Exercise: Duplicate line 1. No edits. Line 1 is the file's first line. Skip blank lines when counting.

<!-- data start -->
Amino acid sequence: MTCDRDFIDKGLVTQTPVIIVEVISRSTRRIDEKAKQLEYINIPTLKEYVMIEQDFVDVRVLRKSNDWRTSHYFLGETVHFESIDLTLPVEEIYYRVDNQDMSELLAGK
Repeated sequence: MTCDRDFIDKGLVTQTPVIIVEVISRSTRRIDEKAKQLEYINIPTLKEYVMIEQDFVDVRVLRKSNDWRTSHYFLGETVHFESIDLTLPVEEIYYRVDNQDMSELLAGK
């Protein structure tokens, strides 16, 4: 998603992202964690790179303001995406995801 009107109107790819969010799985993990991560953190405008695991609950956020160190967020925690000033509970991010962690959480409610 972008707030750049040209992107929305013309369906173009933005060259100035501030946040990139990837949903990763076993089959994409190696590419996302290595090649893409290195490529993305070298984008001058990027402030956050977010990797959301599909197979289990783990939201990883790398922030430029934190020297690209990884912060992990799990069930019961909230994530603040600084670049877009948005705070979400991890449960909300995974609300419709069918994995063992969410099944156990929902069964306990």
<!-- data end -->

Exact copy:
Amino acid sequence: MTCDRDFIDKGLVTQTPVIIVEVISRSTRRIDEKAKQLEYINIPTLKEYVMIEQDFVDVRVLRKSNDWRTSHYFLGETVHFESIDLTLPVEEIYYRVDNQDMSELLAGK